Shadow Minister for Treasury & Finance, Ian Ling-Stuckey, said there are three very good aspects of this plan.
“First, the plan goes back to a more inclusive approach to growth. The failings of a resource-focused approach to development is finally recognised,” said the Shadow Minister, who is also Kavieng MP.
“The resource sector has thrived in this country since Independence while its people have generally suffered from a lack of attention – this is not suggesting it is the fault of the sector.
“The need for a new approach towards development, one with a much greater emphasis on getting growth going in the non-resource sectors of the economy, especially agriculture and manufacturing, was a key theme of my budget reply speech last December. It is gratifying that the government has listened and has moved towards the Alternative Government’s approach of improving widespread living standards.
“The second good aspect of MTDP III is its move towards greater fiscal responsibility. This development plan is finally fully integrated with the government’s medium-term fiscal strategy.
“The planned expenditure is exactly the same as the capital expenditure figures included in the 2019 Budget Strategy paper. Earlier plans suffered from a foolish and excessive expectation of revenues that fuelled irresponsible spending and blow-outs in government deficits and debt.
“Finally, we see some signs of fiscal responsibility with the appropriate integration of the annual budget and the medium-term development plan.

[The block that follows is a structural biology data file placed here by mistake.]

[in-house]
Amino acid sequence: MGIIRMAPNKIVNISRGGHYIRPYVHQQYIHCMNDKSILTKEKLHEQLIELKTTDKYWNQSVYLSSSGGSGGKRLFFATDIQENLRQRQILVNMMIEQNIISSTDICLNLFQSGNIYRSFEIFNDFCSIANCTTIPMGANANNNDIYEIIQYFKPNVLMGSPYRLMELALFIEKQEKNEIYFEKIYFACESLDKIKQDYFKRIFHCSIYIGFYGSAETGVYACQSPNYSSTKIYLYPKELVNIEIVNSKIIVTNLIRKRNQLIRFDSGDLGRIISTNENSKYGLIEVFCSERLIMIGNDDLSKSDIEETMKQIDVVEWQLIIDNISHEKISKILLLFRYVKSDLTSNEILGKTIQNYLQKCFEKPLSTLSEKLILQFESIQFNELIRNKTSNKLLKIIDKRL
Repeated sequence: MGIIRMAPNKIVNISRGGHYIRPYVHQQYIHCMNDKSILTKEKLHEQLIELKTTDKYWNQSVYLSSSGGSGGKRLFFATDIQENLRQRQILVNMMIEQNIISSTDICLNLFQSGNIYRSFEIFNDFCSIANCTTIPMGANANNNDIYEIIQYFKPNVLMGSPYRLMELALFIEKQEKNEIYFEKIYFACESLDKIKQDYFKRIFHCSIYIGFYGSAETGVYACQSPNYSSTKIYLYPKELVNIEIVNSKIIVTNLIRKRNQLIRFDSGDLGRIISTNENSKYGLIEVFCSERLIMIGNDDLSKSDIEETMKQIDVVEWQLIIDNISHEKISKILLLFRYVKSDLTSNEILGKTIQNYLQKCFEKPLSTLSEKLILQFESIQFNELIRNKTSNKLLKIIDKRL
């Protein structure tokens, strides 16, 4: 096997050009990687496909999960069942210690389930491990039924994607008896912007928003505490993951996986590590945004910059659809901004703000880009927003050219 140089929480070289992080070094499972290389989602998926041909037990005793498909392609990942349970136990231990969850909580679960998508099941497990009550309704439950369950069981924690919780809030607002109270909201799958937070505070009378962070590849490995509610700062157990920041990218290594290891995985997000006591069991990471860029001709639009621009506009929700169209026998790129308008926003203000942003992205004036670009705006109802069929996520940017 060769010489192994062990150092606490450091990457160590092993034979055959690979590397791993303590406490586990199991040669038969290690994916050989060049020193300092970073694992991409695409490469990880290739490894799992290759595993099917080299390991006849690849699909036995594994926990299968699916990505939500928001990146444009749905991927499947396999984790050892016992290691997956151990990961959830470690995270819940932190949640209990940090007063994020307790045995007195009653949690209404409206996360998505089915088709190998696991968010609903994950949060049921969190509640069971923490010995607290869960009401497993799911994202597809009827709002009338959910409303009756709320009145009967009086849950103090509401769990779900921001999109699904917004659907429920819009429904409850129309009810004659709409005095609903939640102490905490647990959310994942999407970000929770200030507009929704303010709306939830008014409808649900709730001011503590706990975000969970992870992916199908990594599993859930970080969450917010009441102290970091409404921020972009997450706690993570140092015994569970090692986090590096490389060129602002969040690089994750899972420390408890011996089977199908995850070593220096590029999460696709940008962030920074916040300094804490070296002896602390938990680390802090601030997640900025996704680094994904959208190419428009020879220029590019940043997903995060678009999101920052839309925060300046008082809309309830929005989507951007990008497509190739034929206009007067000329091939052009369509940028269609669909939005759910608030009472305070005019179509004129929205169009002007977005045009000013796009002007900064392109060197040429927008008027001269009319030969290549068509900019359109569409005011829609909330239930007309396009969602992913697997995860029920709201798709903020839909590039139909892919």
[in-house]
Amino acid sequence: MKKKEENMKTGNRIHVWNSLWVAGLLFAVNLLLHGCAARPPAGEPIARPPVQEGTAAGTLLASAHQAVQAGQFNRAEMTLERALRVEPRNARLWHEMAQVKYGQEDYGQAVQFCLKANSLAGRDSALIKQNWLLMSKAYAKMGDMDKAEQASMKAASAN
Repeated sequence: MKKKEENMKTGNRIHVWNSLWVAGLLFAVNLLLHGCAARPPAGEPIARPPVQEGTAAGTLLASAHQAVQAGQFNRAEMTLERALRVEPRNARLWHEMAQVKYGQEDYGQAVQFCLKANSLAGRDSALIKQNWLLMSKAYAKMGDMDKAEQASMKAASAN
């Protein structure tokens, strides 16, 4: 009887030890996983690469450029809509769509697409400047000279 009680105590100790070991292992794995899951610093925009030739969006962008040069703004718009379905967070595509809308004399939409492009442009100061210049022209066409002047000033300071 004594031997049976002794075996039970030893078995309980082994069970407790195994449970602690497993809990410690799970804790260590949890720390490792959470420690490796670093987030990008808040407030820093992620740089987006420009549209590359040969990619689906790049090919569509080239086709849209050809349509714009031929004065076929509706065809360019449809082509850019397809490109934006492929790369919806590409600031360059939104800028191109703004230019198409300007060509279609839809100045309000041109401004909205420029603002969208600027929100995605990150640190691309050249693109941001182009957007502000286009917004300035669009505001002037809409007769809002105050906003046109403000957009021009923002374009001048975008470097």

“The third good aspect of this plan is the change in spending away from the administrative sector and towards the economic sector. Specifically, in earlier plans, the administrative sector had received 20 percent of funding – this has now been reduced to 10 percent.
“Funding for the economic sector has increased from only 5 percent to a much more respectable 12 percent.
“There are also larger allocations for the critical health and education sectors, although the cut-back in the share of funding for transport infrastructure from 21 percent to 19 percent is more difficult to justify.
“So at a high level, the government seems to have got the MTDP III right, largely because it has taken policies from the Alternative Government. However, the actual details of the MTDP III reveal that the Government might copy the Alternative Government’s ideas but it still needs to demonstrate how to properly implement such a development plan. So at a high level, the MTDP III is good, but it will fail in its implementation.
“As I stated in my Budget reply speech last November – ‘We need to get back to focus on PNG’s people, our rural people, the often-forgotten majority, who have no access to clean, reticulated water, electricity and privileged access to urban services like shopping centres and even just basic government services. We talk a lot, eat a lot, smile a lot and are always in the newspapers, TV and even all over this uncontrollable dragon called Facebook! We need to see and touch, our billion kina budgets, we need to see these millions and billions working in our remote villages and remote provinces. It’s just not happening! And if it is - it’s not fast enough. We need to empower our rural people, so they and their children can live healthier and more productive lives. As the people’s representatives in this Parliament, we have this as an obligation. One that should be above politics and personnel gain.’
In future releases, I will outline in more detail how the Alternative Government’s inclusive growth objective, copied by the national government, can really be achieved,” said Ling-Stuckey.